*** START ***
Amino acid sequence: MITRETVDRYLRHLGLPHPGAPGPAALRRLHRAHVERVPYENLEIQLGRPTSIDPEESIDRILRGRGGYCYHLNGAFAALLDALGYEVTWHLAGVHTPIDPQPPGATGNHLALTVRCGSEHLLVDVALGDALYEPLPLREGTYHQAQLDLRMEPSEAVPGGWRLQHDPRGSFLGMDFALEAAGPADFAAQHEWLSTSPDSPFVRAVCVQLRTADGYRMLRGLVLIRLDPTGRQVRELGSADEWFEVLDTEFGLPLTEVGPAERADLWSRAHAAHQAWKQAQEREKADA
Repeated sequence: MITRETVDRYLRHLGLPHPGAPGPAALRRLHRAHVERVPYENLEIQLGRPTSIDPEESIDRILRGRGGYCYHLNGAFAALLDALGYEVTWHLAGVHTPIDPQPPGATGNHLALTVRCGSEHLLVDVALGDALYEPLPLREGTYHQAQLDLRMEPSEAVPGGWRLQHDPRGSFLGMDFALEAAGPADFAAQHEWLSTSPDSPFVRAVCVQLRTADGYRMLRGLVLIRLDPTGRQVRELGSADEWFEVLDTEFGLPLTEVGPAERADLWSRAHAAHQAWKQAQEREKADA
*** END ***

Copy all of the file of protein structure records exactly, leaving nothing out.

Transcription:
Amino acid sequence: MITRETVDRYLRHLGLPHPGAPGPAALRRLHRAHVERVPYENLEIQLGRPTSIDPEESIDRILRGRGGYCYHLNGAFAALLDALGYEVTWHLAGVHTPIDPQPPGATGNHLALTVRCGSEHLLVDVALGDALYEPLPLREGTYHQAQLDLRMEPSEAVPGGWRLQHDPRGSFLGMDFALEAAGPADFAAQHEWLSTSPDSPFVRAVCVQLRTADGYRMLRGLVLIRLDPTGRQVRELGSADEWFEVLDTEFGLPLTEVGPAERADLWSRAHAAHQAWKQAQEREKADA
Repeated sequence: MITRETVDRYLRHLGLPHPGAPGPAALRRLHRAHVERVPYENLEIQLGRPTSIDPEESIDRILRGRGGYCYHLNGAFAALLDALGYEVTWHLAGVHTPIDPQPPGATGNHLALTVRCGSEHLLVDVALGDALYEPLPLREGTYHQAQLDLRMEPSEAVPGGWRLQHDPRGSFLGMDFALEAAGPADFAAQHEWLSTSPDSPFVRAVCVQLRTADGYRMLRGLVLIRLDPTGRQVRELGSADEWFEVLDTEFGLPLTEVGPAERADLWSRAHAAHQAWKQAQEREKADA